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Cheap shots, ethnicity & the Manteca council race
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Let’s be very clear on one point: What you are about to read is not being uttered, whispered or blogged by any of the six candidates for the Manteca City Council.
Nor is there any reason to believe that more than a relatively small handful of people are placing credence in what might politely be called a myopic interpretation of the dynamics of the council race.
Gary Singh is not the candidate of the East Indian community. And more important the East Indian community as some chose to call Punjabi Americans that have been integrated into the fabric of the Central Valley for more than a century are as American as you get. They are farmers. They are small business owners. They are family-orientated. They are professionals. They have strong faith. They believe in America. And they never hesitate to help the community.
First, let’s get our facts straight. Punjabi American businessmen, independent truckers, professionals as well as the Punjabi American Association of Manteca have been significant donors to local municipal campaigns for more than a decade. In fact, if you group donations over $100 in every possible category in the 2012 election cycle Punjabi Americans were the heavy hitters contributing more campaign money than any other sub-group including the development community and farmers. No one was labeling Debby Moorhead back then as the East Indian community candidate.
Gary Singh is not only American born and a Manteca High graduate but he is an established real estate agent and a businessman who has served the public as a member of the Manteca Planning Commission.
The inference, of course, is that Punjabi Americans are somehow an outside group trying to take over.
Perhaps it’s my non-cosmopolitan Central Valley upbringing where my family roots go back five generations to 1846 that somehow blinds me to the inference that Punjabi Americans are not Californians let alone Americans.
I guess the Yuba-Sutter farmers that have raised some of the best peaches around among other things for more than 100 years and happen to have roots in the Punjabi region in northern South Asia have earned no creed as citizens. Funny how almost all were immigrants to this land had little to their name but a will to work and a desire to build a better life for their families. Who among us save Native Americans and immigrants of wealth can’t trace back in our family tree relatives that did the same whether they traveled from Europe, Africa, or Asia to reach these shores or migrated north from Latin America?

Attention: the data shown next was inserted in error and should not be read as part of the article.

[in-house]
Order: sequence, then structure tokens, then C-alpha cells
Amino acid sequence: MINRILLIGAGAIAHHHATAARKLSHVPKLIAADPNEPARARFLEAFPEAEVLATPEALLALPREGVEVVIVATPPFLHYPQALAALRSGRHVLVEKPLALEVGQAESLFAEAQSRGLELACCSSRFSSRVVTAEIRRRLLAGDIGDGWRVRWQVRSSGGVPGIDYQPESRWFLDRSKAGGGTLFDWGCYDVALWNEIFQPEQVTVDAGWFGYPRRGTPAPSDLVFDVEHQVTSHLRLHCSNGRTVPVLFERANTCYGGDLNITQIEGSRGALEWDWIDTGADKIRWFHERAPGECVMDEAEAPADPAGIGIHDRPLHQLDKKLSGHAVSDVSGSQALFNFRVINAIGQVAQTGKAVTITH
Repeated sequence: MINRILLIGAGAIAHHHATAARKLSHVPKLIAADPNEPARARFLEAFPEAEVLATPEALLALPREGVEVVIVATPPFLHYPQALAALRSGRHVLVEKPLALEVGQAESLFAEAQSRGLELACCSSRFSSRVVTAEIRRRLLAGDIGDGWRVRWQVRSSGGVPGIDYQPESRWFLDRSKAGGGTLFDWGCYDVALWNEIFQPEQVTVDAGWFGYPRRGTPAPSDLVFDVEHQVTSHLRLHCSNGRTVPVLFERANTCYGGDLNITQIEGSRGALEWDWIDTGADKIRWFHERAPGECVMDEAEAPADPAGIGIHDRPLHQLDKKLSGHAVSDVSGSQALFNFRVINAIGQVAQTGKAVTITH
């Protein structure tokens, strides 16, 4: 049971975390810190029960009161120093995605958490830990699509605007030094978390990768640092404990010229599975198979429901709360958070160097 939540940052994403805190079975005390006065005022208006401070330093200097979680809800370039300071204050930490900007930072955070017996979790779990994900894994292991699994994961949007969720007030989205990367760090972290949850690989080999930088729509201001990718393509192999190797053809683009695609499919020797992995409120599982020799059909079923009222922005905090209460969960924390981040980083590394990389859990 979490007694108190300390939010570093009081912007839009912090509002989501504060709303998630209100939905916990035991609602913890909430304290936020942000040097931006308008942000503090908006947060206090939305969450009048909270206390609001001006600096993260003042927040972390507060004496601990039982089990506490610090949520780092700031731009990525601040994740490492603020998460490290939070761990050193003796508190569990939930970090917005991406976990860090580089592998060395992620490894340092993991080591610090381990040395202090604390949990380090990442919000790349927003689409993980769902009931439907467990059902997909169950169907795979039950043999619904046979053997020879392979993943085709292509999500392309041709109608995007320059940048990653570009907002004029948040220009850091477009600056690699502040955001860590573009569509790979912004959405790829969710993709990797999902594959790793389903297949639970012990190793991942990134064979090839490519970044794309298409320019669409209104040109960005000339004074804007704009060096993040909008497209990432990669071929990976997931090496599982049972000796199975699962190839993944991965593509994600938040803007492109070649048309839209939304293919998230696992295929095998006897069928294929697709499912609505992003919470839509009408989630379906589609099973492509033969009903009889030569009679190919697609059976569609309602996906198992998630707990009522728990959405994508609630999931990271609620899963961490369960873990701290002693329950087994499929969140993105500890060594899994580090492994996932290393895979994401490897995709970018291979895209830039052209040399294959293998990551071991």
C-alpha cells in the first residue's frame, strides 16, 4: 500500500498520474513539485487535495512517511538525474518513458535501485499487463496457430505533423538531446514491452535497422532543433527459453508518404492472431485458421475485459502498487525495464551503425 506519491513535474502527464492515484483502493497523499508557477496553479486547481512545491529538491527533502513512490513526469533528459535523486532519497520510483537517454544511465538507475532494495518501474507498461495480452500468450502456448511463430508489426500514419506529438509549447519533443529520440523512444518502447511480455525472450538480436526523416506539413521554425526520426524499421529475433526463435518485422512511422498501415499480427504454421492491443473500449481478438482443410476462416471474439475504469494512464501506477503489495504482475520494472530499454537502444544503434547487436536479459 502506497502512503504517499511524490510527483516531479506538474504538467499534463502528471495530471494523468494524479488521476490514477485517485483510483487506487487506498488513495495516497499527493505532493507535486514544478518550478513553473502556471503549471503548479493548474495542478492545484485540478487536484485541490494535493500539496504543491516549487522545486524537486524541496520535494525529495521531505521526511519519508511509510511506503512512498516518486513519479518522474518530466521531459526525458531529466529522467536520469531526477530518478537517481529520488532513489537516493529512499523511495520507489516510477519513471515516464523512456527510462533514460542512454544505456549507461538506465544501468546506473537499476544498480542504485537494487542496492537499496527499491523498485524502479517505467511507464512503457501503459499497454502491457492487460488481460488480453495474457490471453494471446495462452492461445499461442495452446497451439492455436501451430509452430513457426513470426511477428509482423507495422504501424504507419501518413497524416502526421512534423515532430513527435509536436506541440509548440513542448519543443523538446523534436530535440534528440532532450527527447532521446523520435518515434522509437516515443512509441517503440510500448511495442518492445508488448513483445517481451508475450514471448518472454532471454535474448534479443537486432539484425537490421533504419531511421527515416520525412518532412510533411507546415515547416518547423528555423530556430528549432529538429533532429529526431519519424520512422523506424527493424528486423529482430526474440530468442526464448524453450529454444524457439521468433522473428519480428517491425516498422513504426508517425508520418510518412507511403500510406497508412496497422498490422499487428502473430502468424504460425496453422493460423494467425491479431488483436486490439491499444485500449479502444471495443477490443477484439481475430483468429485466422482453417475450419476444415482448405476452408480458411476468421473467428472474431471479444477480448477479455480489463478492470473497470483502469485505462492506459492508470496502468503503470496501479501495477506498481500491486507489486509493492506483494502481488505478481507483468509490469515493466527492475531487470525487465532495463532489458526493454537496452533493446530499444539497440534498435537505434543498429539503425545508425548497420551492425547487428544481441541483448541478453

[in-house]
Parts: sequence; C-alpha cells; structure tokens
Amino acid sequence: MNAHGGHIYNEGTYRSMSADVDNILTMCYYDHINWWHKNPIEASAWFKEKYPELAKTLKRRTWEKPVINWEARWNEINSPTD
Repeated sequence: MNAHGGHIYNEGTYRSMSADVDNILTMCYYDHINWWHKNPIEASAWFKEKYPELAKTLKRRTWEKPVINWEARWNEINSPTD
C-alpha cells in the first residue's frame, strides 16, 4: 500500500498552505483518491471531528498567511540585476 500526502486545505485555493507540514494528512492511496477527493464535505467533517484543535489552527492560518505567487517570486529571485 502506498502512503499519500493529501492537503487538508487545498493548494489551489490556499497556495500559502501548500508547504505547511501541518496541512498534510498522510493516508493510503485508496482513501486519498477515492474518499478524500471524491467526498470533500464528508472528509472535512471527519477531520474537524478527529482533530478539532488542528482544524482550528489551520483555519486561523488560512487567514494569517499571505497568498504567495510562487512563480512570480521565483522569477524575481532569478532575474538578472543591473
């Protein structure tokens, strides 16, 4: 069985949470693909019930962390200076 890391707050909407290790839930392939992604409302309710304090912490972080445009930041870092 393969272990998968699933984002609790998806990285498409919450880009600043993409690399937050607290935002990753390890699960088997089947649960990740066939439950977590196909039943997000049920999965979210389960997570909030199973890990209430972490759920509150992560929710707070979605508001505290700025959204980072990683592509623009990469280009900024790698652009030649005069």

The East Indian community has no hidden agenda. It is very clear from their history in the Central Valley that their values and work ethic dovetail into others whose relatives left other areas in the world where nationalism, ethnicity, and culture were synonymous.
It may seem to some a tired line but it is true — American’s strength is when it is a true melting pot. That doesn’t mean abandoning culture to become non-descript. The reality is in places such as France you have to be French in the eyes of many to “really” be a French citizen.
That’s not the case in the United States. If it were, the only true Americans would be those who can trace their roots to the indigenous people that have roots that preceded the colonialization of the Americas.
In listening to the six candidates — and reading their answers to various questions — you will be hard-pressed to find anyone carrying water for any specific constituency. They are all driven by a desire to do the best for Manteca and its residents even if you don’t see eye-to-eye with them on each and every issue.
And if you take a closer look at Singh’s contributors a large chunk of them are from a sub-group that provides 80 percent of America’s jobs — small businesses.
Calling Singh the business community’s candidate would also be disingenuous.
Singh like the other candidates — Jeff Zellner, David Cushman, Ben Cantu, Eric Hayes, and Debby Moorhead — are far from one dimensional.
Like it or not it takes money to get your name out and make your pitch to a community of 75,000. What you don’t see any candidate’s financial support statements are the countless people who gave $99 or less or bought $20 tickets for fundraisers as state law doesn’t require it.
There may be a developer or a small business owner or two among those countless people but most are people who survive paycheck to paycheck or just a little bit better.
In the end it is “those people” — the blue collar and white collar workers as well as retirees to name a few — that will elect the next two Manteca City Council members and not campaign dollars that allow a candidate to be seen and heard.

This column is the opinion of executive editor, Dennis Wyatt, and does not necessarily represent the opinion of The Bulletin or Morris Newspaper Corp. of CA.  He can be contacted at or 209.249.3519.